While the migration of Rohingya peoples has been steadily growing as early as the 1970’s because of historical persecution, it was the military crackdown in 2017 that triggered a mass population exodus of the Rohingya to the Cox’s Bazar region of Bangladesh. In the inaugural article of our Sheltering in Camps series, we take a closer look at the Kutupalong-Balukhali refugee campsite, the largest refugee camp in the world.
Scenes in the camp
An aerial view of Kutupalong shows a clear picture of stark density, where bamboo is local and plentiful. Bamboo huts fixed atop with straw roofs throng the hilly dirt terrain among shelters and makeshift tents varied in typology, from structures lined in grass, corrugated steel and tarp blazoned with humanitarian logos. Bamboo bridges were engineered with finesse to connect the hills over the valleys.
Zoom in on the urban fabric, and the sounds are immediately overwhelming. Large trucks miraculously make their way through the narrow roads crowded with people heading in all directions. Rickshaw drivers have one hand on their steering wheel, and another on the horn. People bargain over the cost of meat and vegetables, spices and firewood with the market traders lining the streets.
In an area four times the size of New York City, a swelling population and rapid urbanisation are in a tight race. To see the faces of camp residents is to see a population in a perpetual state of limbo citizenship. International aid organisations hand out oil and rise, and only a small minority of the residents earn a living. Each toilet and well is shared by hundreds of households.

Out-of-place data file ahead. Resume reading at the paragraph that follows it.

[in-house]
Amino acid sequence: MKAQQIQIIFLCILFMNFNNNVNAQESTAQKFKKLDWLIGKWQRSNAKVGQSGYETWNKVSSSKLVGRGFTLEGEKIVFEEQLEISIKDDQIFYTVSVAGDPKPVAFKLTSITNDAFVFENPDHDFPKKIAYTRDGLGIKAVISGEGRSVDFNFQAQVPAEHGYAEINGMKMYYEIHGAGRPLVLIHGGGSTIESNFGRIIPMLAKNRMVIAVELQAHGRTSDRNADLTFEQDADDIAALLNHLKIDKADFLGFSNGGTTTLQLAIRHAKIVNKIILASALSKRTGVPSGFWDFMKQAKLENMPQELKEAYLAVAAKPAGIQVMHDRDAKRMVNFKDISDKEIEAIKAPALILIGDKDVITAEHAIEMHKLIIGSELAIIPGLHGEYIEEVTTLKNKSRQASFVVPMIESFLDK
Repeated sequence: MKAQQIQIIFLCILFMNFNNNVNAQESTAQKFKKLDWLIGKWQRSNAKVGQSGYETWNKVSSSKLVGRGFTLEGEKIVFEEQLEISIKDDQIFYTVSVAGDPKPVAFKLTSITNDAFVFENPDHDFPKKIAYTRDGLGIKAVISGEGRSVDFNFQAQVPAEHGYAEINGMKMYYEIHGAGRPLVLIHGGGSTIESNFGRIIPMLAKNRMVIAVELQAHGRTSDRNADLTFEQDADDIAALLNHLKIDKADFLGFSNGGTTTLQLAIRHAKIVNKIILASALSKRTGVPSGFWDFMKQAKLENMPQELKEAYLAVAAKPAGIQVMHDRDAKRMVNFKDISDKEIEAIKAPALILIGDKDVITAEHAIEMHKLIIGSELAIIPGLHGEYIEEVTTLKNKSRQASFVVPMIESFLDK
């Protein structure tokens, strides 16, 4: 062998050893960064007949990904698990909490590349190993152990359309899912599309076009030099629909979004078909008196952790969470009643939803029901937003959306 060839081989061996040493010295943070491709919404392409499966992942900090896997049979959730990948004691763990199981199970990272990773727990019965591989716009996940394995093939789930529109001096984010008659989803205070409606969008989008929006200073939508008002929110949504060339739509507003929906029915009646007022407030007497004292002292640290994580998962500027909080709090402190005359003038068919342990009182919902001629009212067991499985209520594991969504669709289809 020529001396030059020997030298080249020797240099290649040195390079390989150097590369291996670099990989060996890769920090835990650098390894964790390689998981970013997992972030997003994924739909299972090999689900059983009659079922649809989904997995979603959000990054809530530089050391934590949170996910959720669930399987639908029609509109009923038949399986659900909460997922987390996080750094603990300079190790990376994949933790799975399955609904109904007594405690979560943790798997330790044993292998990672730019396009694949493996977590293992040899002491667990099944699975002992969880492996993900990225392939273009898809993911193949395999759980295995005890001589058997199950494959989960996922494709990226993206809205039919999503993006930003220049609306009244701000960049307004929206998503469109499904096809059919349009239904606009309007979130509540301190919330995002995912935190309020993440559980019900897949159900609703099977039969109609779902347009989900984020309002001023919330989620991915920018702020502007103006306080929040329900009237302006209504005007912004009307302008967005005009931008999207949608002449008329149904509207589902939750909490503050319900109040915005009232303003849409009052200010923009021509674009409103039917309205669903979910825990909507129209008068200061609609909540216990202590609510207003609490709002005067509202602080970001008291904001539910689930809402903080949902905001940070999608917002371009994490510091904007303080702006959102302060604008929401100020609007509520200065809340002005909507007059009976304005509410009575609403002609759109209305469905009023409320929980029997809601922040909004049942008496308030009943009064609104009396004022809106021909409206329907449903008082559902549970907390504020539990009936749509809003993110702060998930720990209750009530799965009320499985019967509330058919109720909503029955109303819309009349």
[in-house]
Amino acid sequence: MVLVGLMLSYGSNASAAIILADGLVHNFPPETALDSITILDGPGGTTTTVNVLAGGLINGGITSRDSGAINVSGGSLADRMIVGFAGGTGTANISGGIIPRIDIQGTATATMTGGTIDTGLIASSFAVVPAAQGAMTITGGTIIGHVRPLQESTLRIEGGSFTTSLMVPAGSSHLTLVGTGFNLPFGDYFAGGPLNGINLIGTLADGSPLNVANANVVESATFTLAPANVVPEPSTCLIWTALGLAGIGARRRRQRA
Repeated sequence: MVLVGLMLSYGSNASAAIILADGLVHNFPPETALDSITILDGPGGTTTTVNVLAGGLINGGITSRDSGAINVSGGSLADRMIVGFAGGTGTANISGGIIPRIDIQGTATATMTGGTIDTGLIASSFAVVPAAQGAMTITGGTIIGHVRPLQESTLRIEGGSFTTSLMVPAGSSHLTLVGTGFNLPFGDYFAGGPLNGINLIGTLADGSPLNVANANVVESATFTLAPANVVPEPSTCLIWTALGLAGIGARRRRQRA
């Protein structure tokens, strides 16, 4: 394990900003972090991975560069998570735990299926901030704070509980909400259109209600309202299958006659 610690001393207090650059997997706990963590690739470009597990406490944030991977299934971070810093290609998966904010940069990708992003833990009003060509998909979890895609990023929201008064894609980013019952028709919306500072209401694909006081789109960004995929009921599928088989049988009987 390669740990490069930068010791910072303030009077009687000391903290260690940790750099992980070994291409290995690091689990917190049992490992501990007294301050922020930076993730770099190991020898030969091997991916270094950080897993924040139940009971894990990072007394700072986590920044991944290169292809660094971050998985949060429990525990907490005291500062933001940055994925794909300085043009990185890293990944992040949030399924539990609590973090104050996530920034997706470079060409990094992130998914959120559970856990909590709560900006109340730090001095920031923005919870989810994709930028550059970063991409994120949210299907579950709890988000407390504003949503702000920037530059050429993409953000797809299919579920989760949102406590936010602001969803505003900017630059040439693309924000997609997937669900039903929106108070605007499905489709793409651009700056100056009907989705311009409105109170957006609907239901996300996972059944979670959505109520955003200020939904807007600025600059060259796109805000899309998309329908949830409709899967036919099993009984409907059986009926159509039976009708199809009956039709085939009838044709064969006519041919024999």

The crisis in numbers
This year marks the five-year anniversary of the largest displacement event over the Myanmar and Bangladesh border, following a brutal campaign of ethnic cleansing. As of 2021, some 900,000 Rohingya refugees were living across the border in southern Bangladesh across 34 refugee camps, already congested with over 200,000 Rohingya who arrived in the years and decades before 2017. About 880,000 Rohingya are living in Kutupalong, the most densely populated refugee camp in the world, with half this total of refugees being children.
Where a majority of people live in a population density of under 15 square metres per person, challenges are inevitable. The growing size of Kutupalong resembles that of a large city, but a severe lack of basic infrastructure is not only obstructive, but destructive. Seasonal monsoon rains from April to November have the ability to destroy swaths of land occupied by Rohingya already living in precarious shelters. In a single week of the 2019 monsoon season, over 20,000 Rohingya were again displaced and over 6,000 shelters were destroyed from flooding, slope failures and windstorms.
The threat of fire has also become a new fear. On March 22 last year, a massive fire destroyed 9,500 shelters, leaving 45,000 refugees again without a home, further destabilising their living condition in displacement, already in a prior state of insecurity and paralysis.
Our work in Cox’s Bazar
Since 2018, we have worked with both national and international partners in Bangladesh to support the sheltering needs of the displaced minority Rohingya population in Cox’s Bazar. Our partners in the region include UNHCR and HAEFA, with whom we supported the planning, implementation and assurance of RHUs. While most of the RHUs that were built in Cox’s Bazar were initially aimed for temporary accommodation, many were repurposed as health facilities in the face of the COVID-19 pandemic in 2020.
- NRC: Trapped in the world’s largest refugee camp
- The New Humanitarian: The Rohingya
- UNOCHA: Rohingya refugee crisis
- UN Refugees: Rohingya refugee crisis explained
- WFP USA: Rohingya crisis: a firsthand look into the world’s largest refugee camp
- World Vision: Rohingya refugee crisis facts, FAQs, and how to help